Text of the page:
Hunting, Wolves

From Encyclopedia of Wisconsin Environmental History
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The hunting of wolves has been a widely debated topic due to various concerns and perspectives involving wolf populations. Throughout history, the wolf has been persecuted by hunters and farmers throughout the Mid-West due to conflicting interests. This has led to many legal battles to determine who gets to control the wolf population, how large the population should be, and how this population is controlled.

First Hunt

"Beast of Waste and Destruction"

In the 1800s, there thousands of wolves lived throughout Wisconsin. As European and American explorers and settlers descended upon Wisconsin, the population of game, such as elk and deer, decreased. In response, wolves attacked the Wisconsinites' livestock to survive. A bounty was placed upon the wolves with the state paying a sum for each wolf killed. By 1900, no timber wolves existed in the southern two-thirds of Wisconsin.[1] As a predecessor to the Endangered Species Act, the Endangered Species Preservation Act of 1966 had wolves listed within to protect the species. However, there were problems with the act, such as the protection only going to the animals and not to the environment the animals lived in.[2] Seven years later, the Endangered Species Act was passed to address shortcomings of the Endangered Species Preservation Act, and many subspecies of wolves came under its protection.[3]

Endangered Species Act

Under the Endangered Species Act (1973) wolves were given protection from unregulated killing. The Act also allowed for people to implement programs to reintroduce and manage wolf populations with the help of scientific research.[4] Starting in 1979, the Wisconsin Department of Natural Resources began their program to monitor wolves. By 1980 there were twenty-five wolves in five packs, but due to disease this was reduced to fourteen. A wolf recovery and reintroduction plan was completed in 1989 with the goal of keeping the wolf population above eighty for at least three years. Ten years later, a new plan was completed by the Wisconsin Department of Natural Resources with the goal of having the wolf population be maintained between two hundred and fifty and three hundred and fifty wolves outside of First Nations Reservations. In the end, wolves were reclassified as threatened with two hundred and five wolves in the state.[1]

Hunting Returns

Legal Disagreement

The year 2003 marked the start of many legal battles regarding wolf population. The United States Fish and Wildlife Service changed the wolves' status from endangered to threatened, which allowed for people to kill wolves. This decision was rolled back in 2005 by two federal courts. That same year, the USFWS issued special permits to Wisconsin to allowed for state officials to kill wolves. These permits were thrown out due to a lawsuit by the Human Society. In 2007, the USFWS posts rules that de-list the gray wolf in the western Great Lakes. By the next year, federal courts overturns the decision, reinstating protection for gray wolves. In 2009, the USFWS de-lists the gray wolf population again, with an agreement coming out between the USFWS and the Humane Society to reinstate federal protection for wolves. This does not last long as at the end of 2011, the USFWS once again de-lists the gray wolf. By 2012, Wisconsin enacts a mandated wolf hunting and trapping season from 2012 to 2013. In 2013, the Humane Society and the USFWS debate in court over the de-listing of wolves from the Endangered Species Act. By the end of 2014, the U.S. District Court for the District of Columbia overturns the rule de-listing the wolves, having the hunting season come to and end early.[3]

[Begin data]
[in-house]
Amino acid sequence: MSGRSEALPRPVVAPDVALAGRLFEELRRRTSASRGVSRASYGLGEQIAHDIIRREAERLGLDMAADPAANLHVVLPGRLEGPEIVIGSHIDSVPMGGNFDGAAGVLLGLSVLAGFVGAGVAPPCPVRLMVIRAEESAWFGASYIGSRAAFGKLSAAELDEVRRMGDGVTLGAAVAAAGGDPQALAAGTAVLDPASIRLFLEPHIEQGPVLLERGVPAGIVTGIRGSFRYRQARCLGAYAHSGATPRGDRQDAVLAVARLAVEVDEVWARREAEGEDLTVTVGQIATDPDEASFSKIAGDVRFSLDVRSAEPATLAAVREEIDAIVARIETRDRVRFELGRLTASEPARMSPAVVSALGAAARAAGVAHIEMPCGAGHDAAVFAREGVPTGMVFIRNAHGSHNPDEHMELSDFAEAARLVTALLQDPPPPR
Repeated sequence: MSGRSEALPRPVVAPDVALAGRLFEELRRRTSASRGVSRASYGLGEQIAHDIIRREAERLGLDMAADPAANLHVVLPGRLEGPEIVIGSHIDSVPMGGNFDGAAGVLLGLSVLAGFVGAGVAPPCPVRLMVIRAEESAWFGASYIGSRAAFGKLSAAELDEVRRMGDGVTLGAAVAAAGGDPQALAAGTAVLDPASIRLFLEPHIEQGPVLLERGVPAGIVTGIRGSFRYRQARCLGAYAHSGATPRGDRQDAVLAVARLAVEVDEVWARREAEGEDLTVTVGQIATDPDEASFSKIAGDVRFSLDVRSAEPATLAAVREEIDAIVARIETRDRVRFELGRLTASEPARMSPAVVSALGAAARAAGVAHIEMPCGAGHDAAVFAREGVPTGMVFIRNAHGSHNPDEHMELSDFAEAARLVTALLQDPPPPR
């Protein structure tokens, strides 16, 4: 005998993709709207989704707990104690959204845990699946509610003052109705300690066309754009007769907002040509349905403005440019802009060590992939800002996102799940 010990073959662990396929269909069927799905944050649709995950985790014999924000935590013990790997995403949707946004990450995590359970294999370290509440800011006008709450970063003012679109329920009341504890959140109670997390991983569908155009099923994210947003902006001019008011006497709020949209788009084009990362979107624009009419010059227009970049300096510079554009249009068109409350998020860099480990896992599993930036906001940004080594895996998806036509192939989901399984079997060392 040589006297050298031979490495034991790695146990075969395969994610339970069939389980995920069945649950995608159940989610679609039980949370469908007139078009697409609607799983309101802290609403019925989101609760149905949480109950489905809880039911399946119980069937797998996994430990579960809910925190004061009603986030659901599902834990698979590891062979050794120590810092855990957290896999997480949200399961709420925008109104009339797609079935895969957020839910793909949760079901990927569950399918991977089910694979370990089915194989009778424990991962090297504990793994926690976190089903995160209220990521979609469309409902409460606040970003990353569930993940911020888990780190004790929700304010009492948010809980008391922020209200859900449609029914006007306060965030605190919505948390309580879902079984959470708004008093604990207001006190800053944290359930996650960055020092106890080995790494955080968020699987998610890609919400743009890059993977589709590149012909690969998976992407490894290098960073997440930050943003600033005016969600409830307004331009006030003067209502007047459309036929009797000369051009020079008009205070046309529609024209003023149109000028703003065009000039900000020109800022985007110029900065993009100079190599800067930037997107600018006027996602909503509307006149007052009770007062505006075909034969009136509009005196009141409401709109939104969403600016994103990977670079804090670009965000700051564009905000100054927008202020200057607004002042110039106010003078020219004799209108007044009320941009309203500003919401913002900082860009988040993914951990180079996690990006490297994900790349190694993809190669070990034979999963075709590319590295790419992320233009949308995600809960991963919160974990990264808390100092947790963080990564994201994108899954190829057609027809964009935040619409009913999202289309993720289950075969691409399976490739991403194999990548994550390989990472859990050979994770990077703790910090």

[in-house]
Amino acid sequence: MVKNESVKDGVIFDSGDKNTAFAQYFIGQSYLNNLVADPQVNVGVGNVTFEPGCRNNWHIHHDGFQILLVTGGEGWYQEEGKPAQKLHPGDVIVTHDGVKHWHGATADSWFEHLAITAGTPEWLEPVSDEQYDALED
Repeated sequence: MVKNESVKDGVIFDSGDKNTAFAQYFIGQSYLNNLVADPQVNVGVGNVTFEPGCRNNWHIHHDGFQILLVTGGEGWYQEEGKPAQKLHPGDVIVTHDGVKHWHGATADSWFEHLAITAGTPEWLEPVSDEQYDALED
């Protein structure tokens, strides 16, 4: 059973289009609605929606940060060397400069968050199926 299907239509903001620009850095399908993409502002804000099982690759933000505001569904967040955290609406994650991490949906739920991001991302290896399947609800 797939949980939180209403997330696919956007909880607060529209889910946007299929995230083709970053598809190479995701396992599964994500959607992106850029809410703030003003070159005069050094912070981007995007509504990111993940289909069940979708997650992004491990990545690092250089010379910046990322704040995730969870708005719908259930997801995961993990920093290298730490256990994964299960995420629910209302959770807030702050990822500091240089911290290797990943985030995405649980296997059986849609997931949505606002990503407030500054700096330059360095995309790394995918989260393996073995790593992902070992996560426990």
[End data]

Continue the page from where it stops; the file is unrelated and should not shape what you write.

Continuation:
Hunting Quota

In June 2012, the Wisconsin Department of Natural Resources proposed a quota of one hundred and forty-three to two hundred and thirty-three wolves for the hunting season that started in October. The intention was to decrease the population from eight hundred eighty-eight wolves to about three hundred and fifty wolves. The proposed hunting season was from October to February. The licences given out would be good for both hunting and trapping wolves. Night hunting for the wolves was permitted beginning after deer season. Foothold traps were allowed so long as the jaw of the trap did not spread past seven inches and cable restraints were used starting that December. The rules in participating in the hunt required hunters to report their kill within twenty-four hours. Once quotas were reached, the hunting seasons were closed.[5]


In December of 2014, a court decision was made to overturn the decision by the USFWS to de-list wolves from the Endangered Species Act.[3] The immediate affects following this decision were that the hunting season would come to an end, invalidating all wolf hunting permits. Wisconsin is also unable to create any more wolf harvesting seasons. As well, the Wisconsin DNR's conflict management program is unable to use lethal control as a way to control conflicts between wolves and humans. Landowners are unauthorized to kill wolves on their property, even those attacking domestic animals. Lastly, dogs can not be used to track and hunt wolves.[6]


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